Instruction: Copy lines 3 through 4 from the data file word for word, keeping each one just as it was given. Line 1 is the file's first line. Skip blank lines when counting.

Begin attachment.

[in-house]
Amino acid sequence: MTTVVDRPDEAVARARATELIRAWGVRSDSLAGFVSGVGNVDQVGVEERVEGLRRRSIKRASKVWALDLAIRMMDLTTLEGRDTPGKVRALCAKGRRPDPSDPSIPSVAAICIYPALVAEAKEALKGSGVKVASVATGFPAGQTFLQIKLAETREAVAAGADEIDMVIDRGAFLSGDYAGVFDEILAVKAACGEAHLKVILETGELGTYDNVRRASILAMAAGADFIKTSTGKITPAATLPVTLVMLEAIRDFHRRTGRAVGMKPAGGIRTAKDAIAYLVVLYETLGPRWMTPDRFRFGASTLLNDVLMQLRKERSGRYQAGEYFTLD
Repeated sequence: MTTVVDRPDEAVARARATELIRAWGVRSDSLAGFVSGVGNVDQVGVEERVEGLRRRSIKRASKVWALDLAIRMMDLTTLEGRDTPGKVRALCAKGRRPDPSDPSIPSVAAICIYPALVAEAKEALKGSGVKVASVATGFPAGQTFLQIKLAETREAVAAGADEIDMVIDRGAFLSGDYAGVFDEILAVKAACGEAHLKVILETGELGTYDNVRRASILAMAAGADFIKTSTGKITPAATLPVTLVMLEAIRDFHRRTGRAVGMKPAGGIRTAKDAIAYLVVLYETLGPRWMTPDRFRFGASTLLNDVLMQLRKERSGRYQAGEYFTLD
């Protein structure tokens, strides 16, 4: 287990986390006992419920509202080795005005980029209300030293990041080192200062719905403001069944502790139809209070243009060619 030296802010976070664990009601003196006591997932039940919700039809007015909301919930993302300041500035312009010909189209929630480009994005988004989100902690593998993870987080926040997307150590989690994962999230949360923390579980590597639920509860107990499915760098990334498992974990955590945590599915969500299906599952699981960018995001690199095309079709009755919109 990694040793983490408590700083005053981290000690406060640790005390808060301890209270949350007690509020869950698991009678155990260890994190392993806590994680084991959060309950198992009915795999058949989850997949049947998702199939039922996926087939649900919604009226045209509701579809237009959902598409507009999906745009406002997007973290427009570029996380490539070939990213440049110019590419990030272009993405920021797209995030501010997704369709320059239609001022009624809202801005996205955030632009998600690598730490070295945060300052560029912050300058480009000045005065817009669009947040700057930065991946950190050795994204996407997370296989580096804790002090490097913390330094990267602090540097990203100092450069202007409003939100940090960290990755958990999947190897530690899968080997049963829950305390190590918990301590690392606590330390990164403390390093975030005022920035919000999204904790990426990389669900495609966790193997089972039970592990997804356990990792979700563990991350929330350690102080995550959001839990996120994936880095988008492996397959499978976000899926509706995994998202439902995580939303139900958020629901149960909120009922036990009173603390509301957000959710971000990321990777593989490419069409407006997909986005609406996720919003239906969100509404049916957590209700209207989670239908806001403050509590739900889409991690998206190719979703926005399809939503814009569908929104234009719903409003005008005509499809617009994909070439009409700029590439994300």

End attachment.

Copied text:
Repeated sequence: MTTVVDRPDEAVARARATELIRAWGVRSDSLAGFVSGVGNVDQVGVEERVEGLRRRSIKRASKVWALDLAIRMMDLTTLEGRDTPGKVRALCAKGRRPDPSDPSIPSVAAICIYPALVAEAKEALKGSGVKVASVATGFPAGQTFLQIKLAETREAVAAGADEIDMVIDRGAFLSGDYAGVFDEILAVKAACGEAHLKVILETGELGTYDNVRRASILAMAAGADFIKTSTGKITPAATLPVTLVMLEAIRDFHRRTGRAVGMKPAGGIRTAKDAIAYLVVLYETLGPRWMTPDRFRFGASTLLNDVLMQLRKERSGRYQAGEYFTLD
């Protein structure tokens, strides 16, 4: 287990986390006992419920509202080795005005980029209300030293990041080192200062719905403001069944502790139809209070243009060619 030296802010976070664990009601003196006591997932039940919700039809007015909301919930993302300041500035312009010909189209929630480009994005988004989100902690593998993870987080926040997307150590989690994962999230949360923390579980590597639920509860107990499915760098990334498992974990955590945590599915969500299906599952699981960018995001690199095309079709009755919109 990694040793983490408590700083005053981290000690406060640790005390808060301890209270949350007690509020869950698991009678155990260890994190392993806590994680084991959060309950198992009915795999058949989850997949049947998702199939039922996926087939649900919604009226045209509701579809237009959902598409507009999906745009406002997007973290427009570029996380490539070939990213440049110019590419990030272009993405920021797209995030501010997704369709320059239609001022009624809202801005996205955030632009998600690598730490070295945060300052560029912050300058480009000045005065817009669009947040700057930065991946950190050795994204996407997370296989580096804790002090490097913390330094990267602090540097990203100092450069202007409003939100940090960290990755958990999947190897530690899968080997049963829950305390190590918990301590690392606590330390990164403390390093975030005022920035919000999204904790990426990389669900495609966790193997089972039970592990997804356990990792979700563990991350929330350690102080995550959001839990996120994936880095988008492996397959499978976000899926509706995994998202439902995580939303139900958020629901149960909120009922036990009173603390509301957000959710971000990321990777593989490419069409407006997909986005609406996720919003239906969100509404049916957590209700209207989670239908806001403050509590739900889409991690998206190719979703926005399809939503814009569908929104234009719903409003005008005509499809617009994909070439009409700029590439994300």